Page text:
By Regina Maria Shelton
Martin Blumenson refers to this book as a #147;sensitive, beautifully written personal memoir," and calls it a contribution to understanding, #147;particularly to Americans who know little of how World War II and its immediate aftermath disrupted the lives of those who survived the defeat of Germany."
Vividly, humanly, Shelton tells her story from the point of view of a teen-age German girl, one who witnessed her country's surge to power and who felt the ignominy of both Germany and Germans after the fall. She reaches a point during the war when #147;Sometimes the way we now live seems unreal, as if we were marionettes, with orders and permits and schedules attached to us instead of strings."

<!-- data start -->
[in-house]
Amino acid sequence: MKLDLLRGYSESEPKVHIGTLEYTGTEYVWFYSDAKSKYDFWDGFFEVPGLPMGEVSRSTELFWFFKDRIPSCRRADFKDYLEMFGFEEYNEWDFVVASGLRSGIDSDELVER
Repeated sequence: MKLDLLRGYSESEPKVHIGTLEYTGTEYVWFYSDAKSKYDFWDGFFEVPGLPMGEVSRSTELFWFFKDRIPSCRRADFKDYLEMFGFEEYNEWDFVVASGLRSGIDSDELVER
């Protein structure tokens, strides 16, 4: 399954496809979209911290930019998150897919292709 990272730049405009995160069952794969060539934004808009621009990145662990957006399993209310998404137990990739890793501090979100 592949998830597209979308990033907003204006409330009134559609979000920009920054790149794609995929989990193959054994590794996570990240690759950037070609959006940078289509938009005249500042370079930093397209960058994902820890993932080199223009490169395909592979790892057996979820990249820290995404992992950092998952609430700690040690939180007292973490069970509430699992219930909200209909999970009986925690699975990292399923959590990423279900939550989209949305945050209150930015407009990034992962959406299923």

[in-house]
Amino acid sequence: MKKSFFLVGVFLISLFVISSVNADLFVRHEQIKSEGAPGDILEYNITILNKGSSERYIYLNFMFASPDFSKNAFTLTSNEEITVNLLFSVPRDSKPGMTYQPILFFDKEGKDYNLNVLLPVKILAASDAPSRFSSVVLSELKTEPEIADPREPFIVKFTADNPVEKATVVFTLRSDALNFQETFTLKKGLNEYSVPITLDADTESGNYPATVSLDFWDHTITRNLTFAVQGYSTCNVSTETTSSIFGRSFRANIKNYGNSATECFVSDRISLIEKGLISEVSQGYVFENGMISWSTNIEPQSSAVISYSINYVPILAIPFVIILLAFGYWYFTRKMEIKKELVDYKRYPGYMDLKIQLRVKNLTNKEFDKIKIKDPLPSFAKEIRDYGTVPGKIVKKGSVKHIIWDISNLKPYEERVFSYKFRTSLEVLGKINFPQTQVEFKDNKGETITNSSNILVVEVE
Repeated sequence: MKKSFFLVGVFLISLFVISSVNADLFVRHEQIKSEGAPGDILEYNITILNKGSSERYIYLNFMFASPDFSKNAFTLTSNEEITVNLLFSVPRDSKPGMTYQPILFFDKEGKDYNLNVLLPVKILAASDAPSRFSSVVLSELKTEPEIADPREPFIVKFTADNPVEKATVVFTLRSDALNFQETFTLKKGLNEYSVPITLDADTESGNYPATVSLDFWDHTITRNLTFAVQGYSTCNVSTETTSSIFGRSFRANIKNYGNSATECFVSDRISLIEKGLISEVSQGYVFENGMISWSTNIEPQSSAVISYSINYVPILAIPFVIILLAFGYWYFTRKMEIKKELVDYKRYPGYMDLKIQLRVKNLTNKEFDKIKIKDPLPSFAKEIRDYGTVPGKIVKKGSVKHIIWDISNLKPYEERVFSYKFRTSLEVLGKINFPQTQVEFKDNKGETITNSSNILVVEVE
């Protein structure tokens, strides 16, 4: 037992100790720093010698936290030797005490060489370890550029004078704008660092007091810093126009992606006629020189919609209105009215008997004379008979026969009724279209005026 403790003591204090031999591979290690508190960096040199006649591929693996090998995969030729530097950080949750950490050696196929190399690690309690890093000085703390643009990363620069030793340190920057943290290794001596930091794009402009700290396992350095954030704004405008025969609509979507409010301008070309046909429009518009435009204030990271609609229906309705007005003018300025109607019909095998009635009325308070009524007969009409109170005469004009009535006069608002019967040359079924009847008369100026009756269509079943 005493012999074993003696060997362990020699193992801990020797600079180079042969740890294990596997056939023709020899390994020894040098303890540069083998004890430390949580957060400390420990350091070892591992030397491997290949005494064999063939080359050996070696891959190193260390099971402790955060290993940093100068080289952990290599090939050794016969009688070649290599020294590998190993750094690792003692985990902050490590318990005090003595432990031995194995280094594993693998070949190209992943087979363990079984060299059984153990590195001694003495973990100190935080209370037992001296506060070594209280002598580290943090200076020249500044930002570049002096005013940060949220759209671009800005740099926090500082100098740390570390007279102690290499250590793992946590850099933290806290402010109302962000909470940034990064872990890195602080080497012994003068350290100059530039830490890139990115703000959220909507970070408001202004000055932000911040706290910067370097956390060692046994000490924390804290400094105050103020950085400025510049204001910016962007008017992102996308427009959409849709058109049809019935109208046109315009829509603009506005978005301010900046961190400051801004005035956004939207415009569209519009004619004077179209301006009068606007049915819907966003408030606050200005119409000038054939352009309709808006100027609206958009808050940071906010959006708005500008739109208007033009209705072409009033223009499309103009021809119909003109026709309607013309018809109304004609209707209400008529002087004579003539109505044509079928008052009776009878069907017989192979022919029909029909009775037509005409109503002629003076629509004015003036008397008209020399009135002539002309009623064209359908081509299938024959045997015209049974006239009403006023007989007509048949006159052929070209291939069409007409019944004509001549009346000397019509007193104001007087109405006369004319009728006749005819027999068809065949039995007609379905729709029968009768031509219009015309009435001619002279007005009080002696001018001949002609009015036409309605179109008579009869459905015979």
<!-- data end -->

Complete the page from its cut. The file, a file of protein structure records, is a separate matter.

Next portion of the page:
But after the defeat of Germany life gets considerably worse. The victorious Russians evict the natives from their homes. They sneer and leer at the women who must venture forth for food. In this defeated land #147;the nights become unbearably long; without any physical activity by day, sleep refuses to come. I yearn for sleep, be it temporary or eternal. Death is becoming a friend; the enemy has a new name now: Rape."
Then comes the dreaded order to evacuate all Germans from Lower Silesia: #147;How can a whole people be uprooted, disowned, tossed aside like useless flotsam#151;how? With the stroke of a pen, with a new line drawn on a map, we are sentenced to homelessness." Not knowing where they will be sent, they plod out into darkness and cold with the other Germans, their worldly goods reduced to what they can carry. Embittered, they are herded into vermin-infested freight cars, still unaware of their destination.